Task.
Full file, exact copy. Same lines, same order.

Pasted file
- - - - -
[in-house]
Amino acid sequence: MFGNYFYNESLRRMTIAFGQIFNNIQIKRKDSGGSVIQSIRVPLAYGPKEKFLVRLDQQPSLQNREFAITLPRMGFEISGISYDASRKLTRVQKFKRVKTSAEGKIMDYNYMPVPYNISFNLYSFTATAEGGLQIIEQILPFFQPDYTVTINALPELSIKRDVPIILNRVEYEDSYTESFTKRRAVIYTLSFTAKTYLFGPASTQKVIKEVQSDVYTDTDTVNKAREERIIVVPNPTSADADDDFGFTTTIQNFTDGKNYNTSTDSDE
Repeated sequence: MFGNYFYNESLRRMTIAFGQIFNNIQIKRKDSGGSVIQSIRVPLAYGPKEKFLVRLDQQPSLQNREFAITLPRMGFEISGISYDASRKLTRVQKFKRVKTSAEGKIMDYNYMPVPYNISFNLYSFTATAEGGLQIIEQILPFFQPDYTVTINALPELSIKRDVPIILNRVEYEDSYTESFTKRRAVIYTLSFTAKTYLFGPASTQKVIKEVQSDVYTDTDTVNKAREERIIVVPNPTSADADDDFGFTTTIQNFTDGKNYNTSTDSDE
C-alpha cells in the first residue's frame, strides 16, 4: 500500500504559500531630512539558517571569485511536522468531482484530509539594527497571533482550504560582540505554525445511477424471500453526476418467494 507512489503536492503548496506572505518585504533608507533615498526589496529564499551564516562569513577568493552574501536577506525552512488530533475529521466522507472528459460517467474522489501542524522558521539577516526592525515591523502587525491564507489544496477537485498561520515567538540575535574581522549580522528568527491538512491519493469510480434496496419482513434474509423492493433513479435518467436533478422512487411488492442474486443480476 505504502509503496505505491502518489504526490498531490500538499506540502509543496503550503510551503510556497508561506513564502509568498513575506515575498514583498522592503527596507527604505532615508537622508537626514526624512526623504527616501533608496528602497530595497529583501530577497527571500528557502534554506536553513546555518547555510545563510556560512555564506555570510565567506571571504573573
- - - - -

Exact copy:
[in-house]
Amino acid sequence: MFGNYFYNESLRRMTIAFGQIFNNIQIKRKDSGGSVIQSIRVPLAYGPKEKFLVRLDQQPSLQNREFAITLPRMGFEISGISYDASRKLTRVQKFKRVKTSAEGKIMDYNYMPVPYNISFNLYSFTATAEGGLQIIEQILPFFQPDYTVTINALPELSIKRDVPIILNRVEYEDSYTESFTKRRAVIYTLSFTAKTYLFGPASTQKVIKEVQSDVYTDTDTVNKAREERIIVVPNPTSADADDDFGFTTTIQNFTDGKNYNTSTDSDE
Repeated sequence: MFGNYFYNESLRRMTIAFGQIFNNIQIKRKDSGGSVIQSIRVPLAYGPKEKFLVRLDQQPSLQNREFAITLPRMGFEISGISYDASRKLTRVQKFKRVKTSAEGKIMDYNYMPVPYNISFNLYSFTATAEGGLQIIEQILPFFQPDYTVTINALPELSIKRDVPIILNRVEYEDSYTESFTKRRAVIYTLSFTAKTYLFGPASTQKVIKEVQSDVYTDTDTVNKAREERIIVVPNPTSADADDDFGFTTTIQNFTDGKNYNTSTDSDE
C-alpha cells in the first residue's frame, strides 16, 4: 500500500504559500531630512539558517571569485511536522468531482484530509539594527497571533482550504560582540505554525445511477424471500453526476418467494 507512489503536492503548496506572505518585504533608507533615498526589496529564499551564516562569513577568493552574501536577506525552512488530533475529521466522507472528459460517467474522489501542524522558521539577516526592525515591523502587525491564507489544496477537485498561520515567538540575535574581522549580522528568527491538512491519493469510480434496496419482513434474509423492493433513479435518467436533478422512487411488492442474486443480476 505504502509503496505505491502518489504526490498531490500538499506540502509543496503550503510551503510556497508561506513564502509568498513575506515575498514583498522592503527596507527604505532615508537622508537626514526624512526623504527616501533608496528602497530595497529583501530577497527571500528557502534554506536553513546555518547555510545563510556560512555564506555570510565567506571571504573573